I’m so glad that we were able to be joined by other special guests, Dr. Anthony Hassan, CEO of the Cohen Veterans Network, Mrs. Ellyn Dunford, military family advocate and spouse of Gen. Joseph Dunford, 19th Chairman of the Joint Chiefs of Staff, and Sgt. Kyle White, Medal of Honor recipient. They were able to convey to our guests the need ensure that our veterans and military families receive the support and services they need to strengthen our community.

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It is an honor to be able to lead the Steven A Cohen Military Family Clinic at Easterseals and continue a career dedicated to the well-being of those who have served this country, and their families. I’m also honored that we are a part of an organization like Easter Seals, which offers a multitude of innovative services to our veterans and military families. We are making a difference in their lives, and strengthening the community.

Intergenerational Month

Notes from the President:


September is such an exciting time at Easter Seals. In addition to being the start of the new school year, we are also celebrating Intergenerational Month, which celebrates and encourages intergenerational connections (bringing together young and old through planned activities that benefit both).

At Easter Seals, fostering intergenerational connections is a key component of our Vision Statement because research has shown that older adults who participate in intergenerational activities have less depression and fewer falls while children who participate have higher reading scores and better social skills! Those are outcomes everyone can get behind and why we’re pleased that Generations United, the leading advocates for intergenerational programs around the world, has named Easter Seals a Program of Distinction.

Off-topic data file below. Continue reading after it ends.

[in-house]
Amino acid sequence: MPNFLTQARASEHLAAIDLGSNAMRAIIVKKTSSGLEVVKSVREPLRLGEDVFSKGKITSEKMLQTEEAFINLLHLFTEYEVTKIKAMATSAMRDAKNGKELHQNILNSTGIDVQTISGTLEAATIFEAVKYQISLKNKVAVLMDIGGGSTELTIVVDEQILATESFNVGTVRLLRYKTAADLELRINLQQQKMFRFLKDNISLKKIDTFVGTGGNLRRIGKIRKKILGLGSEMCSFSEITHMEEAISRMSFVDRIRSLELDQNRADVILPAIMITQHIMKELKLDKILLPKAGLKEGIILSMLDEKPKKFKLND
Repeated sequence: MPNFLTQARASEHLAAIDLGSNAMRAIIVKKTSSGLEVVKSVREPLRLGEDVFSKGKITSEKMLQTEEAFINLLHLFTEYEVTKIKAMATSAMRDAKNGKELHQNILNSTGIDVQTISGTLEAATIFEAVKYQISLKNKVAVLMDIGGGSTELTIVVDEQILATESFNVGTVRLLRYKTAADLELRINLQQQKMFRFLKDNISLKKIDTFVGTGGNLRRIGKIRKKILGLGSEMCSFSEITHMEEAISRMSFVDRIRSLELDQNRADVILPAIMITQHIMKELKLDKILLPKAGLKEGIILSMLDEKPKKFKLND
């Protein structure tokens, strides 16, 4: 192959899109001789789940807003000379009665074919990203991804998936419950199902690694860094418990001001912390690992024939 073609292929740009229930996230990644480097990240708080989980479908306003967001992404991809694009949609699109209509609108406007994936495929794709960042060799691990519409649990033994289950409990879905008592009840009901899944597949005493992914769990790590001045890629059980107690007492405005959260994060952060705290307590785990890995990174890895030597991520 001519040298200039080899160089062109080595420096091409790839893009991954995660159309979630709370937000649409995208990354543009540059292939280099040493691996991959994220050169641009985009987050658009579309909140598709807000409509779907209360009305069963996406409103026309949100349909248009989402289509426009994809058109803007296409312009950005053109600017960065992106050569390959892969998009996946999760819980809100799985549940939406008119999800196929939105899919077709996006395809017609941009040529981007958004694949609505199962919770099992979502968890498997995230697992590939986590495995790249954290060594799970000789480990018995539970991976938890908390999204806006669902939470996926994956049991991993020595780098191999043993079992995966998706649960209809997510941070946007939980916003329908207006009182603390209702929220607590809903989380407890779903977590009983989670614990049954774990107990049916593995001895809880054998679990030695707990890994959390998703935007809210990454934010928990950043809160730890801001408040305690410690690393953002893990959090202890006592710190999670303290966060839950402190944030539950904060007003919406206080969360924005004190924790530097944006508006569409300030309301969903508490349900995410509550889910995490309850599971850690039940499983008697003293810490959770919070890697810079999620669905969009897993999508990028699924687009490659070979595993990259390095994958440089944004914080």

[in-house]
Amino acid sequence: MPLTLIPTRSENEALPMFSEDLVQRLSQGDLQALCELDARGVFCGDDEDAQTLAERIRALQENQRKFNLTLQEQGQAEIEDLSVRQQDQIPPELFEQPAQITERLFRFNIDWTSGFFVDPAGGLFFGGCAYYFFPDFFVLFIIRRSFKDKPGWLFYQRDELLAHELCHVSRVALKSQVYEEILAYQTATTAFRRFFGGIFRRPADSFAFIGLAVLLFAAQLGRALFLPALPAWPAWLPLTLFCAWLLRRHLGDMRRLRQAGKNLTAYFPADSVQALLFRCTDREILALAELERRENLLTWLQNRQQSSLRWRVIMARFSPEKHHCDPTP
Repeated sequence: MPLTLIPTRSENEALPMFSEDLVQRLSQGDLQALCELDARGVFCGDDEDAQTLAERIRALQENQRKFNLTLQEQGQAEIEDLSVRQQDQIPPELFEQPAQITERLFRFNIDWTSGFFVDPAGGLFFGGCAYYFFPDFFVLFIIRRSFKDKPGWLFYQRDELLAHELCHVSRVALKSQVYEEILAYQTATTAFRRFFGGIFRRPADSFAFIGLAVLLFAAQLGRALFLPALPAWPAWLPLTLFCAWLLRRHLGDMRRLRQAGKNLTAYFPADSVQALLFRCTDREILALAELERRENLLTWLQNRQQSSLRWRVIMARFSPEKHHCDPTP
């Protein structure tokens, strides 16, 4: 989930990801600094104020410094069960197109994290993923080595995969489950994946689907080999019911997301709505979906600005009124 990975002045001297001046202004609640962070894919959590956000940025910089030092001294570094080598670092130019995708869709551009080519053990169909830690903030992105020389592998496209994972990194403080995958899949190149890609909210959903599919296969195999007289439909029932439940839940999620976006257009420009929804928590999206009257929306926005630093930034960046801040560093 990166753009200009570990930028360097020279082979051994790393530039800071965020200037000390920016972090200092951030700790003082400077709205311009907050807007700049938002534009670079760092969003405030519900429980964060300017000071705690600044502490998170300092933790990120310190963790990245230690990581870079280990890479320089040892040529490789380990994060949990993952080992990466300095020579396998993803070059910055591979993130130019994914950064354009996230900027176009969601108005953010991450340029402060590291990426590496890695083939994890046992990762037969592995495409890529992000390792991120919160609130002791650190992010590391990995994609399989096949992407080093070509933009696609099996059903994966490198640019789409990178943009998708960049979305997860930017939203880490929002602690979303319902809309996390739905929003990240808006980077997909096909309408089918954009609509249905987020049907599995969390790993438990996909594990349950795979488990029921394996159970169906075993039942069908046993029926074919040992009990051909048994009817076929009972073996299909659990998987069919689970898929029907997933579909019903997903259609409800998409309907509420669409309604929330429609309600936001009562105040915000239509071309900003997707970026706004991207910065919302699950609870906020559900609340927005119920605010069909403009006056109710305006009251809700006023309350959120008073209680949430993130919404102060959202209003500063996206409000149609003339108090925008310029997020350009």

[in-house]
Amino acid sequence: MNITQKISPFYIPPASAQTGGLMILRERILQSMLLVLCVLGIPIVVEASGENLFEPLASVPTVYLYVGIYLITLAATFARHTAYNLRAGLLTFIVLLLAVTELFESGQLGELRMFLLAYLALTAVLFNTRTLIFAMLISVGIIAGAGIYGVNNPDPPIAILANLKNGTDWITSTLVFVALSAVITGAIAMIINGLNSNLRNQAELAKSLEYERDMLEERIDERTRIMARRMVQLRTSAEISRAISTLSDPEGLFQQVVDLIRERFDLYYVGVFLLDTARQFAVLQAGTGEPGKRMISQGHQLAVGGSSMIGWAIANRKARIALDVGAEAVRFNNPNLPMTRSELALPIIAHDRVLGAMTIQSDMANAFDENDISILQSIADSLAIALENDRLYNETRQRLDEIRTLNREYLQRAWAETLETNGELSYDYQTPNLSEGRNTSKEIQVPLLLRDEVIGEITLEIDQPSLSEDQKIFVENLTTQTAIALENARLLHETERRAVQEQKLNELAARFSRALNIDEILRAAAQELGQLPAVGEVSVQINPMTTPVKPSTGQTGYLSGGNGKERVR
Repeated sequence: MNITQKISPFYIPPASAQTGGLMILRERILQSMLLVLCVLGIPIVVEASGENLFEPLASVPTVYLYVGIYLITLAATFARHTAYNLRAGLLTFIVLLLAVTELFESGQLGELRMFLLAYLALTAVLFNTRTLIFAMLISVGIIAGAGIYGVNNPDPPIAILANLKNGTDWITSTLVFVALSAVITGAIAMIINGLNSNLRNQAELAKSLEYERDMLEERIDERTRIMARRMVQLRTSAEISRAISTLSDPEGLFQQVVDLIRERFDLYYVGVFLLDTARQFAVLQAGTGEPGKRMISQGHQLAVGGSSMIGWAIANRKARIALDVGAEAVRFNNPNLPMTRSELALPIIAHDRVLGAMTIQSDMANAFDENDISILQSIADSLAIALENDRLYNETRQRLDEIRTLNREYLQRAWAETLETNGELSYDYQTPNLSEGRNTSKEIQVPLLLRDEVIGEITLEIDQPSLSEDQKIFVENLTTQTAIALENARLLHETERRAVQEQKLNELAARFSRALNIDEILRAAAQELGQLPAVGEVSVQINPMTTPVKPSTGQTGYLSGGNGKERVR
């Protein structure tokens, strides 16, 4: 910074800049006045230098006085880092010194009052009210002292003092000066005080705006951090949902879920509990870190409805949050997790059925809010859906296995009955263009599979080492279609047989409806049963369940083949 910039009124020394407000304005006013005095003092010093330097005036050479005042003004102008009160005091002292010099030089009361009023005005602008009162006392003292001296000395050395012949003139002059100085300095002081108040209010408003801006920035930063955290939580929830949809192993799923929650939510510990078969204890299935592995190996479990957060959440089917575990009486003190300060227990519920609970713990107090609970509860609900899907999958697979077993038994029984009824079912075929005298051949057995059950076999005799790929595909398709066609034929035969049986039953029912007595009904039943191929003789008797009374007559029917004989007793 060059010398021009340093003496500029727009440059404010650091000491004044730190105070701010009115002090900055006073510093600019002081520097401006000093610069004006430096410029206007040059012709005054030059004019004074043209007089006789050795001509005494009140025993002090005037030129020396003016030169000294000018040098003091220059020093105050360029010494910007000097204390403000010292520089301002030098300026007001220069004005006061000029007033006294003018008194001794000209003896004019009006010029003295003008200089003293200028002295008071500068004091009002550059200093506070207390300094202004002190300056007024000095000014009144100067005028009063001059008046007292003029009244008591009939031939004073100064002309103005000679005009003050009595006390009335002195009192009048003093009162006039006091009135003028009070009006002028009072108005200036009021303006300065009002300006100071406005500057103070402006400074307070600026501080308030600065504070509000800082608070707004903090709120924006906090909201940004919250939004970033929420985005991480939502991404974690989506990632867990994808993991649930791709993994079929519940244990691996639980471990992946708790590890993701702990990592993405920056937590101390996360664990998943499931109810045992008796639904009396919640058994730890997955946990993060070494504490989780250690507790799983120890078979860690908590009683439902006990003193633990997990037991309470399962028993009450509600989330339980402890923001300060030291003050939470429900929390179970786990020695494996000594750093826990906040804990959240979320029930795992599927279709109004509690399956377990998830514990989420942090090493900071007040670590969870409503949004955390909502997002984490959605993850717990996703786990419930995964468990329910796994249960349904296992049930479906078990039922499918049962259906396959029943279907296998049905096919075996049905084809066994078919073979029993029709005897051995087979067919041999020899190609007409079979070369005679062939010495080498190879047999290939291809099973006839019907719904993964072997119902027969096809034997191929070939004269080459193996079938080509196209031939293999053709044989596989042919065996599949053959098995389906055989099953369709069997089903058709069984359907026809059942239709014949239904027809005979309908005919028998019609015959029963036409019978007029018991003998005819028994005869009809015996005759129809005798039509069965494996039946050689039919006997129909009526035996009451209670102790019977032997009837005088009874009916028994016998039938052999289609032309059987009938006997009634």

I can see these impacts every day when I am in one of our Child Development or Adult Medical Day Care Centers. Whether it’s the fun school-age volunteers and older adults have together at our Baltimore Center, reading activities in our Child Development Center of Northern Virginia, or especially a shared art activity in The Harry and Jeanette Weinberg Inter-Generational Center.

When I think about the value that our intergenerational programs adds to the lives of those we serve, I’m reminded in particular of two pairs we helped bring together: Calvin and Micah, and Annie and Owen.